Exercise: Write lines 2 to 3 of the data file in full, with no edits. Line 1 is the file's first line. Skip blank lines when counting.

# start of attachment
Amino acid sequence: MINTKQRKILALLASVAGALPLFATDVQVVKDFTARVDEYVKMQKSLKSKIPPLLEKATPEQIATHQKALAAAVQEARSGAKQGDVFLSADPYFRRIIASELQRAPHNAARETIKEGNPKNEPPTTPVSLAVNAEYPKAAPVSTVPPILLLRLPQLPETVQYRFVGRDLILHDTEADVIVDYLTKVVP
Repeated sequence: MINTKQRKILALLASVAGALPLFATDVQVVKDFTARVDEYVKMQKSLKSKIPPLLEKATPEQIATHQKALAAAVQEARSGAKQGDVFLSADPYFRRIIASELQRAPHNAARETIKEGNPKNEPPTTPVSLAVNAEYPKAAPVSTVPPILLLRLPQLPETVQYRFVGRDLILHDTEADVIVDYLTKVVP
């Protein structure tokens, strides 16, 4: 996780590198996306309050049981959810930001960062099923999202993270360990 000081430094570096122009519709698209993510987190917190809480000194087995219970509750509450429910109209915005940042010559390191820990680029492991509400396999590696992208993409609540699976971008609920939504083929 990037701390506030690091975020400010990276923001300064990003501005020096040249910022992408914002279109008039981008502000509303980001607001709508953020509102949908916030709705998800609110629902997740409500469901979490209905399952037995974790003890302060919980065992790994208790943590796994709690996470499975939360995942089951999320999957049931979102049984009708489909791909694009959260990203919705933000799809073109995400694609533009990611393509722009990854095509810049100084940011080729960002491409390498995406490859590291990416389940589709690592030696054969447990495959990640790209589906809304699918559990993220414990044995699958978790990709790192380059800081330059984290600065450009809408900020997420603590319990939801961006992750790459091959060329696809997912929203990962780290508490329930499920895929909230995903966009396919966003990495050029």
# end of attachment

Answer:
Repeated sequence: MINTKQRKILALLASVAGALPLFATDVQVVKDFTARVDEYVKMQKSLKSKIPPLLEKATPEQIATHQKALAAAVQEARSGAKQGDVFLSADPYFRRIIASELQRAPHNAARETIKEGNPKNEPPTTPVSLAVNAEYPKAAPVSTVPPILLLRLPQLPETVQYRFVGRDLILHDTEADVIVDYLTKVVP
């Protein structure tokens, strides 16, 4: 996780590198996306309050049981959810930001960062099923999202993270360990 000081430094570096122009519709698209993510987190917190809480000194087995219970509750509450429910109209915005940042010559390191820990680029492991509400396999590696992208993409609540699976971008609920939504083929 990037701390506030690091975020400010990276923001300064990003501005020096040249910022992408914002279109008039981008502000509303980001607001709508953020509102949908916030709705998800609110629902997740409500469901979490209905399952037995974790003890302060919980065992790994208790943590796994709690996470499975939360995942089951999320999957049931979102049984009708489909791909694009959260990203919705933000799809073109995400694609533009990611393509722009990854095509810049100084940011080729960002491409390498995406490859590291990416389940589709690592030696054969447990495959990640790209589906809304699918559990993220414990044995699958978790990709790192380059800081330059984290600065450009809408900020997420603590319990939801961006992750790459091959060329696809997912929203990962780290508490329930499920895929909230995903966009396919966003990495050029």